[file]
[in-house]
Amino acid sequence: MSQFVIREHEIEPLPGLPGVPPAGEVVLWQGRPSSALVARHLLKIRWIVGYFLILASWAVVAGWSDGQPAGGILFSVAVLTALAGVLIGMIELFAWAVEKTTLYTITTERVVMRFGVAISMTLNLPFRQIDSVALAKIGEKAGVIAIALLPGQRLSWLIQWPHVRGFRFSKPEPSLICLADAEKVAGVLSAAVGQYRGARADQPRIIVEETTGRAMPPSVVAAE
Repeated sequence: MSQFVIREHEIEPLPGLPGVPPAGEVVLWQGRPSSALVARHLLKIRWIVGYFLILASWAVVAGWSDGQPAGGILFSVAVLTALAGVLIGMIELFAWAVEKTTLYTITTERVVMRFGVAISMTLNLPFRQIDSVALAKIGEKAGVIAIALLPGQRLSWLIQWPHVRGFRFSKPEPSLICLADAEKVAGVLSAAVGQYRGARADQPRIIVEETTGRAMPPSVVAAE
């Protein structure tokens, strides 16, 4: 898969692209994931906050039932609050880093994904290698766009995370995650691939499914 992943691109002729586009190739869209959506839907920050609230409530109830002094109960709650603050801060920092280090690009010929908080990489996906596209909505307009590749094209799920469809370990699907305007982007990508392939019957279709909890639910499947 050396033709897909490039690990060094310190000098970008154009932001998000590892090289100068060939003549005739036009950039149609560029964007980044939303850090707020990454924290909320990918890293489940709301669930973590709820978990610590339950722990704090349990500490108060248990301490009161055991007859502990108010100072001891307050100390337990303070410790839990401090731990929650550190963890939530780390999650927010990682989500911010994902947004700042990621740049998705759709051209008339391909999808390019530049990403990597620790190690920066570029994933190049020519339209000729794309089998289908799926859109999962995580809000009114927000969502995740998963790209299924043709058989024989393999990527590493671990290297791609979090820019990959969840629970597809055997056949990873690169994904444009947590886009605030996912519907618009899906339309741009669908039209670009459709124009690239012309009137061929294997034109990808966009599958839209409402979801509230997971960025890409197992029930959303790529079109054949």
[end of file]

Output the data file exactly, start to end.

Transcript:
[in-house]
Amino acid sequence: MSQFVIREHEIEPLPGLPGVPPAGEVVLWQGRPSSALVARHLLKIRWIVGYFLILASWAVVAGWSDGQPAGGILFSVAVLTALAGVLIGMIELFAWAVEKTTLYTITTERVVMRFGVAISMTLNLPFRQIDSVALAKIGEKAGVIAIALLPGQRLSWLIQWPHVRGFRFSKPEPSLICLADAEKVAGVLSAAVGQYRGARADQPRIIVEETTGRAMPPSVVAAE
Repeated sequence: MSQFVIREHEIEPLPGLPGVPPAGEVVLWQGRPSSALVARHLLKIRWIVGYFLILASWAVVAGWSDGQPAGGILFSVAVLTALAGVLIGMIELFAWAVEKTTLYTITTERVVMRFGVAISMTLNLPFRQIDSVALAKIGEKAGVIAIALLPGQRLSWLIQWPHVRGFRFSKPEPSLICLADAEKVAGVLSAAVGQYRGARADQPRIIVEETTGRAMPPSVVAAE
């Protein structure tokens, strides 16, 4: 898969692209994931906050039932609050880093994904290698766009995370995650691939499914 992943691109002729586009190739869209959506839907920050609230409530109830002094109960709650603050801060920092280090690009010929908080990489996906596209909505307009590749094209799920469809370990699907305007982007990508392939019957279709909890639910499947 050396033709897909490039690990060094310190000098970008154009932001998000590892090289100068060939003549005739036009950039149609560029964007980044939303850090707020990454924290909320990918890293489940709301669930973590709820978990610590339950722990704090349990500490108060248990301490009161055991007859502990108010100072001891307050100390337990303070410790839990401090731990929650550190963890939530780390999650927010990682989500911010994902947004700042990621740049998705759709051209008339391909999808390019530049990403990597620790190690920066570029994933190049020519339209000729794309089998289908799926859109999962995580809000009114927000969502995740998963790209299924043709058989024989393999990527590493671990290297791609979090820019990959969840629970597809055997056949990873690169994904444009947590886009605030996912519907618009899906339309741009669908039209670009459709124009690239012309009137061929294997034109990808966009599958839209409402979801509230997971960025890409197992029930959303790529079109054949």